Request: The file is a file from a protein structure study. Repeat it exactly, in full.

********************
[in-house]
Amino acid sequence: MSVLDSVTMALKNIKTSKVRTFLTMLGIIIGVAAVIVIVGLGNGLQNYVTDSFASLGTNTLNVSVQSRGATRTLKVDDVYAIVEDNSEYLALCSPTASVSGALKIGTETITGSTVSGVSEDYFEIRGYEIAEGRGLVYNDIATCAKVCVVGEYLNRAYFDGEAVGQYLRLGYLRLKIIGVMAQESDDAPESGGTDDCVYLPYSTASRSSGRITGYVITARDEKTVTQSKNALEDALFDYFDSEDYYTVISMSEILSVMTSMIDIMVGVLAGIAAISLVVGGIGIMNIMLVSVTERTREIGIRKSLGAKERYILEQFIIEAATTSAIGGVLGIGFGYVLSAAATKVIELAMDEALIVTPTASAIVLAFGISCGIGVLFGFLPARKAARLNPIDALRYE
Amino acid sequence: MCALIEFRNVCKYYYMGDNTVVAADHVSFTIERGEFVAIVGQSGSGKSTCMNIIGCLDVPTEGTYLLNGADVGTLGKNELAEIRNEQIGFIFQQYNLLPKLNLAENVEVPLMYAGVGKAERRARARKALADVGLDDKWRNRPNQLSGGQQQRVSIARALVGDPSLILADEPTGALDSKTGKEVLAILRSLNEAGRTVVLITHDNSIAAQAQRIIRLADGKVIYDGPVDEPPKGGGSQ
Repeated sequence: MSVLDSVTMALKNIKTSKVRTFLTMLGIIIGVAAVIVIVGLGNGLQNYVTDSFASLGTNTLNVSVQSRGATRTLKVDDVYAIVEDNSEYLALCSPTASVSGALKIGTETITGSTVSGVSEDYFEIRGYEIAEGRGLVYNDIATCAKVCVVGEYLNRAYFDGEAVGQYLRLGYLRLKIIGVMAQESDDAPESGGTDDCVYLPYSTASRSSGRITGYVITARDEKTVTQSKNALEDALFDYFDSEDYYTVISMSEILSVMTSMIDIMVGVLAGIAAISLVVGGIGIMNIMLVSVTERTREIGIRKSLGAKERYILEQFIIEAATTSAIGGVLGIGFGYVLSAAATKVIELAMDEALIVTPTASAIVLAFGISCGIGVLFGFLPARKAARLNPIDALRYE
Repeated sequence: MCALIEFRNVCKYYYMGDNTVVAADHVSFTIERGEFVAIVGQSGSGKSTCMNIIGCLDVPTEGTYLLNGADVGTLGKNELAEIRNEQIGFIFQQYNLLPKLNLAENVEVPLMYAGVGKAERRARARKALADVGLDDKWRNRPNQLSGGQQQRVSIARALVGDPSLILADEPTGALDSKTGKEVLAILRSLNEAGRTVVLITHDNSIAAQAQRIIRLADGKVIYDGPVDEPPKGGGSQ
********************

[in-house]
Amino acid sequence: MSVLDSVTMALKNIKTSKVRTFLTMLGIIIGVAAVIVIVGLGNGLQNYVTDSFASLGTNTLNVSVQSRGATRTLKVDDVYAIVEDNSEYLALCSPTASVSGALKIGTETITGSTVSGVSEDYFEIRGYEIAEGRGLVYNDIATCAKVCVVGEYLNRAYFDGEAVGQYLRLGYLRLKIIGVMAQESDDAPESGGTDDCVYLPYSTASRSSGRITGYVITARDEKTVTQSKNALEDALFDYFDSEDYYTVISMSEILSVMTSMIDIMVGVLAGIAAISLVVGGIGIMNIMLVSVTERTREIGIRKSLGAKERYILEQFIIEAATTSAIGGVLGIGFGYVLSAAATKVIELAMDEALIVTPTASAIVLAFGISCGIGVLFGFLPARKAARLNPIDALRYE
Amino acid sequence: MCALIEFRNVCKYYYMGDNTVVAADHVSFTIERGEFVAIVGQSGSGKSTCMNIIGCLDVPTEGTYLLNGADVGTLGKNELAEIRNEQIGFIFQQYNLLPKLNLAENVEVPLMYAGVGKAERRARARKALADVGLDDKWRNRPNQLSGGQQQRVSIARALVGDPSLILADEPTGALDSKTGKEVLAILRSLNEAGRTVVLITHDNSIAAQAQRIIRLADGKVIYDGPVDEPPKGGGSQ
Repeated sequence: MSVLDSVTMALKNIKTSKVRTFLTMLGIIIGVAAVIVIVGLGNGLQNYVTDSFASLGTNTLNVSVQSRGATRTLKVDDVYAIVEDNSEYLALCSPTASVSGALKIGTETITGSTVSGVSEDYFEIRGYEIAEGRGLVYNDIATCAKVCVVGEYLNRAYFDGEAVGQYLRLGYLRLKIIGVMAQESDDAPESGGTDDCVYLPYSTASRSSGRITGYVITARDEKTVTQSKNALEDALFDYFDSEDYYTVISMSEILSVMTSMIDIMVGVLAGIAAISLVVGGIGIMNIMLVSVTERTREIGIRKSLGAKERYILEQFIIEAATTSAIGGVLGIGFGYVLSAAATKVIELAMDEALIVTPTASAIVLAFGISCGIGVLFGFLPARKAARLNPIDALRYE
Repeated sequence: MCALIEFRNVCKYYYMGDNTVVAADHVSFTIERGEFVAIVGQSGSGKSTCMNIIGCLDVPTEGTYLLNGADVGTLGKNELAEIRNEQIGFIFQQYNLLPKLNLAENVEVPLMYAGVGKAERRARARKALADVGLDDKWRNRPNQLSGGQQQRVSIARALVGDPSLILADEPTGALDSKTGKEVLAILRSLNEAGRTVVLITHDNSIAAQAQRIIRLADGKVIYDGPVDEPPKGGGSQ